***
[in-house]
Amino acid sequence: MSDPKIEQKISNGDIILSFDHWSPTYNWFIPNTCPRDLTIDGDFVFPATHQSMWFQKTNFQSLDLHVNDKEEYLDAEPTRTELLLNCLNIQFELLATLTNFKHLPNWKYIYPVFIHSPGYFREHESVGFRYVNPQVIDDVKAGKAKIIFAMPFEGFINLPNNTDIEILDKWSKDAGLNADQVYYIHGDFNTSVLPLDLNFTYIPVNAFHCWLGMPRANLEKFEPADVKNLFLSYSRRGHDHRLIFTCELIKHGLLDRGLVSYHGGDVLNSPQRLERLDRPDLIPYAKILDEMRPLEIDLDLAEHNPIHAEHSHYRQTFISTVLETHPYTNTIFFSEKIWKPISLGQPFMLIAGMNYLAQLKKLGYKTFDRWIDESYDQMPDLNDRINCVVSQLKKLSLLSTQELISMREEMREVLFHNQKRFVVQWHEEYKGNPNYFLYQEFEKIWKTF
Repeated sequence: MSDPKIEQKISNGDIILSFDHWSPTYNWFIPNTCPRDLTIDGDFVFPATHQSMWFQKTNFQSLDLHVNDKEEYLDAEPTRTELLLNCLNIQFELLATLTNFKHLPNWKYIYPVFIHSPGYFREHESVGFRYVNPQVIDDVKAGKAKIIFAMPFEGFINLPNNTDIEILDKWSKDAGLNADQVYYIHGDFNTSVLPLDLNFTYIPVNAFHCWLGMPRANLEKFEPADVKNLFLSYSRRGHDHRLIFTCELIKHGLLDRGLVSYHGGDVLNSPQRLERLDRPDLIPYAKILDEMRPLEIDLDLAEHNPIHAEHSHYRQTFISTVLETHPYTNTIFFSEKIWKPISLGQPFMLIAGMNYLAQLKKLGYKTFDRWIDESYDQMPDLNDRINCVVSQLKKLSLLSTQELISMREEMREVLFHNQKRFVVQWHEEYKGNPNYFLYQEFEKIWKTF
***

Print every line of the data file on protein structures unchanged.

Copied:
[in-house]
Amino acid sequence: MSDPKIEQKISNGDIILSFDHWSPTYNWFIPNTCPRDLTIDGDFVFPATHQSMWFQKTNFQSLDLHVNDKEEYLDAEPTRTELLLNCLNIQFELLATLTNFKHLPNWKYIYPVFIHSPGYFREHESVGFRYVNPQVIDDVKAGKAKIIFAMPFEGFINLPNNTDIEILDKWSKDAGLNADQVYYIHGDFNTSVLPLDLNFTYIPVNAFHCWLGMPRANLEKFEPADVKNLFLSYSRRGHDHRLIFTCELIKHGLLDRGLVSYHGGDVLNSPQRLERLDRPDLIPYAKILDEMRPLEIDLDLAEHNPIHAEHSHYRQTFISTVLETHPYTNTIFFSEKIWKPISLGQPFMLIAGMNYLAQLKKLGYKTFDRWIDESYDQMPDLNDRINCVVSQLKKLSLLSTQELISMREEMREVLFHNQKRFVVQWHEEYKGNPNYFLYQEFEKIWKTF
Repeated sequence: MSDPKIEQKISNGDIILSFDHWSPTYNWFIPNTCPRDLTIDGDFVFPATHQSMWFQKTNFQSLDLHVNDKEEYLDAEPTRTELLLNCLNIQFELLATLTNFKHLPNWKYIYPVFIHSPGYFREHESVGFRYVNPQVIDDVKAGKAKIIFAMPFEGFINLPNNTDIEILDKWSKDAGLNADQVYYIHGDFNTSVLPLDLNFTYIPVNAFHCWLGMPRANLEKFEPADVKNLFLSYSRRGHDHRLIFTCELIKHGLLDRGLVSYHGGDVLNSPQRLERLDRPDLIPYAKILDEMRPLEIDLDLAEHNPIHAEHSHYRQTFISTVLETHPYTNTIFFSEKIWKPISLGQPFMLIAGMNYLAQLKKLGYKTFDRWIDESYDQMPDLNDRINCVVSQLKKLSLLSTQELISMREEMREVLFHNQKRFVVQWHEEYKGNPNYFLYQEFEKIWKTF